Democratic Rep: Congress Shouldn't Give Obama A 'Blank Check' On War

Congress should act to pass an authorization to use military force against the Islamic State, but should also be wary of granting the president a "blank check," Rep. Adam Schiff (D-Calif.), the ranking Democrat on the House Intelligence committee, argued Sunday on ABC's "This Week."

Last week, six months after the start of the U.S. military campaign against the Islamic State, Obama sent a proposed Authorization for Use of Military Force to Congress that authorizes three years of military action against the militant group, which is also known as ISIS or ISIL.

Schiff said that congressional inaction at this point would reflect poorly on U.S. lawmakers.

If Congress fails to pass a resolution, it would signal "that Congress can't get its act together, for one thing," said Schiff. "And it also says to future presidents that Congress is basically an historical anachronism in terms of its power to declare war, that we're no longer relevant in that debate. We should have never taken six months to take this up."

In January, Schiff introduced legislation to end a wide-ranging 2001 AUMF, still in effect, that the White House has used as justification for the combat already underway.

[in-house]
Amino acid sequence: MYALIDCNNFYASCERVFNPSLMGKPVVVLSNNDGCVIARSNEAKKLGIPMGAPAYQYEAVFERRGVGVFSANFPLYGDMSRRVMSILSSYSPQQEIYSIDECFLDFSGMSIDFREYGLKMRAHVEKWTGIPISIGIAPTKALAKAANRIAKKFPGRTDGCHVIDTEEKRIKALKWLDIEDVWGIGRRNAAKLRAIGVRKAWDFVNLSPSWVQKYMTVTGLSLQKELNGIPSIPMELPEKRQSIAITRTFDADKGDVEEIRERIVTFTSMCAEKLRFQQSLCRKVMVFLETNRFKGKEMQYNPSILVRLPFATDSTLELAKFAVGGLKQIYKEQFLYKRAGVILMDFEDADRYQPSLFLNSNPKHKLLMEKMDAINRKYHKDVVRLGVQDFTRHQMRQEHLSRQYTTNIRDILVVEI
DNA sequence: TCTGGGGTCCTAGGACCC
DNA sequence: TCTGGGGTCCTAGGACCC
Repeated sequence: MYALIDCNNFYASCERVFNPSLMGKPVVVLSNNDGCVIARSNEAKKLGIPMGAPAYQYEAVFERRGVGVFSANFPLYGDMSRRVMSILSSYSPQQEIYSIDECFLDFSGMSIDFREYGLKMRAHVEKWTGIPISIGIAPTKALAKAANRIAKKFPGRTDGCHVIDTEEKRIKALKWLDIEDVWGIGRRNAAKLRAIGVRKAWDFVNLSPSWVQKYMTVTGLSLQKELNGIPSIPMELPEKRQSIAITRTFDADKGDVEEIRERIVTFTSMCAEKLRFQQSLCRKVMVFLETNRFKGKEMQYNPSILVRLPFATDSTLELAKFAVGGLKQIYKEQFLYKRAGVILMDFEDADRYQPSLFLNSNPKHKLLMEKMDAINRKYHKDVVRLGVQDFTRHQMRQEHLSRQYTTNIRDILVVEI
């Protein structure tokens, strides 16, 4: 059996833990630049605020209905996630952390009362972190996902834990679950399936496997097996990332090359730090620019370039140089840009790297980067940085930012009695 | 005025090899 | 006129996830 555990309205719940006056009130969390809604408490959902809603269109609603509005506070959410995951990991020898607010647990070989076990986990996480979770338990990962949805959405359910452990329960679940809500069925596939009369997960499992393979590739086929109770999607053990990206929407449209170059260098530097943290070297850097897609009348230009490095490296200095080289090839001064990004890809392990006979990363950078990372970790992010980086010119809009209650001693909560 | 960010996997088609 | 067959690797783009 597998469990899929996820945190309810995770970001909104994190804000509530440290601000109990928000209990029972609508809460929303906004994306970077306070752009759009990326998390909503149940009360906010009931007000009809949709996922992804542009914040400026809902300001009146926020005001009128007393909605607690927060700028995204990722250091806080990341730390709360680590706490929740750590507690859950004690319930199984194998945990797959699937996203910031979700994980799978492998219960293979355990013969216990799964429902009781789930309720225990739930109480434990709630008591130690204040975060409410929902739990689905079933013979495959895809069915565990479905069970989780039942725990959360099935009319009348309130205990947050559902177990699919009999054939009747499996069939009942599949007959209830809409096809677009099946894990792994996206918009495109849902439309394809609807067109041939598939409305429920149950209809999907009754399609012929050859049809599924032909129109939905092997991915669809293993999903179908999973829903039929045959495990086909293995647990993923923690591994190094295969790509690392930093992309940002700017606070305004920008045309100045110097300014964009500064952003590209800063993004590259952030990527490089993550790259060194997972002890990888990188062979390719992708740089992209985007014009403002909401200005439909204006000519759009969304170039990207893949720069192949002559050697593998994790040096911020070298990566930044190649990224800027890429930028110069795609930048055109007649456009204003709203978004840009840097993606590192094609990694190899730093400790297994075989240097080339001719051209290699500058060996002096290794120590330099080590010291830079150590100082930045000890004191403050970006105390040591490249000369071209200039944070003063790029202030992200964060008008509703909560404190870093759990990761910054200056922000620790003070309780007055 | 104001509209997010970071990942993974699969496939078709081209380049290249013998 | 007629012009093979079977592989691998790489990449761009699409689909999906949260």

"I think it's very important that we find a way to get to yes on an authorization," said Schiff. "But I also think it's very important that we not write another blank check. We did that 14 years ago with the 2001 authorization, and that authorization continues in force on the president's proposal."

"That's very worrying to a lot of Democrats," he continued, "because it means that when the new one expires, the next president can simply rely on this old authorization and say, 'That gives me the authority to go after whoever I want, wherever I want, in any way I want.'"

Denis McDonough, Obama's chief of staff, said on CBS' "Face the Nation" Sunday that Congress shouldn't "take a pass" on the issue. He cited Obama's 2013 request to launch airstrikes against Syria, which was never approved.

But while Schiff was wary of the proposal's breadth, many Republicans say the AUMF doesn't go far enough.

"I think it ties the president's hands," said Rep. Adam Kinzinger (R-Ill.), who also appeared on "This Week."

"What his draft resolution would do is say we need to destroy ISIS to a point, unless it takes enduring offensive operations -- whatever that means -- then in which case we just don't have the authority to do it," Kinzinger continued. "The job of Congress, and Adam [Schiff] said it, is to declare war, it's not to be commander in chief. And this authorization as the president put out would be, in essence, Congress being commander in chief and making strategic decisions."



Fighting in Iraq